But the poor Queen could eat nothing; she could not forget the small, little, black Thing. And the King hadn't eaten but a mouthful or two when he began to laugh, and he laughed so long and so loud that at last the poor Queen, all lackadaisical as she was, said:

"Why do you laugh so?"

"At something I saw to-day, my love," says the King. "I was out a-hunting, and by chance I came to a place I'd never been in before. It was in a wood, and there was an old chalk-pit there, and out of the chalk-pit there came a queer kind of a sort of a humming, bumming noise. So I got off my hobby to see what made it, and went quite quiet to the edge of the pit and looked down. And what do you think I saw? The funniest, queerest, smallest, little, black Thing you ever set eyes upon. And it had a little spinning-wheel and it was spinning away for dear life, but the wheel didn't go so fast as its tail, and that span round and round—ho-ho-ha-ha!—you never saw the like. And its little feet had buckled shoes and bows on them, and they went up and down in a desperate hurry. And all the time that small, little, black Thing kept bumming and booming away at these words:

"Name me, name me not,
Who'll guess it's Tom-Tit-Tot."

Well, when she heard these words the Queen nearly jumped out of her skin for joy; but she managed to say nothing, but ate her supper quite comfortably.

And she said no word when next morning the small, little, black Thing came for the flax, though it looked so gleeful and maliceful that she could hardly help laughing, knowing she had got the better of it. And when night came and she heard that knocking against the window-panes, she put on a wry face, and opened the window slowly as if she was afraid. But that Thing was as bold as brass and came right inside, grinning from ear to ear. And oh, my goodness! how That's tail was twirling and whisking!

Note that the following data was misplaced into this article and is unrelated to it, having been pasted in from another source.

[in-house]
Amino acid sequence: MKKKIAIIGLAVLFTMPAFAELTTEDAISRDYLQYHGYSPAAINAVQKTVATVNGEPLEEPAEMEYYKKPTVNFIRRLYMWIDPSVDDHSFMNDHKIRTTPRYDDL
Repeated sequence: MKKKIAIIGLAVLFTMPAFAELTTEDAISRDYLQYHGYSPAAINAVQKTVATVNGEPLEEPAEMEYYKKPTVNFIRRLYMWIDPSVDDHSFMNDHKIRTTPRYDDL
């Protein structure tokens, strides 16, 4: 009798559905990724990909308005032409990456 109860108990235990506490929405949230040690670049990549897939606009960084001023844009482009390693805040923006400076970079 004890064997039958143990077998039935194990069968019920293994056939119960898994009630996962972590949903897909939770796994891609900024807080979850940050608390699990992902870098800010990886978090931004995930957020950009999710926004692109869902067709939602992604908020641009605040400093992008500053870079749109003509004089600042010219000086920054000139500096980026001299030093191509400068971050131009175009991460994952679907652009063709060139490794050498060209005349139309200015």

"Well, my beauty," says That, giving her the five skeins all ready spun, "what's my name?"

Then she put down her lip, and says, tearful like, "Is—is—That—Solomon?"

"No, it ain't," laughs That, smirking out of the corner of That's eye. And the small, little, black Thing came further into the room.

So she tried again—and this time she seemed hardly able to speak for fright.

"Well—is That—Zebedee?" she says.

"No, it ain't," cried the impet, full of glee. And it came quite close and stretched out its little black hands to her, and O-oh, its tail...!!!

"Take time, my beauty," says That, sort of jeering like, and its small, little, black eyes seemed to eat her up. "Take time! Remember! next guess and you're mine!" Well, she backed just a wee bit from it, for it was just horrible to look at; but then she laughed out and pointed her finger at it and said, says she:

"Name me, name me not,
Your name is

And you never heard such a shriek as that small, little, black Thing gave out. Its tail dropped down straight, its feet all crumpled up, and away That flew into the dark, and she never saw it no more.

And she lived happy ever after with her husband, the King.

English Fairy Tales

More English fairy tales

Notes: Contains 41 English folktales.

Author: Flora Annie Steel
Published: 1918
Publisher: Macmillan And Co., Limited, London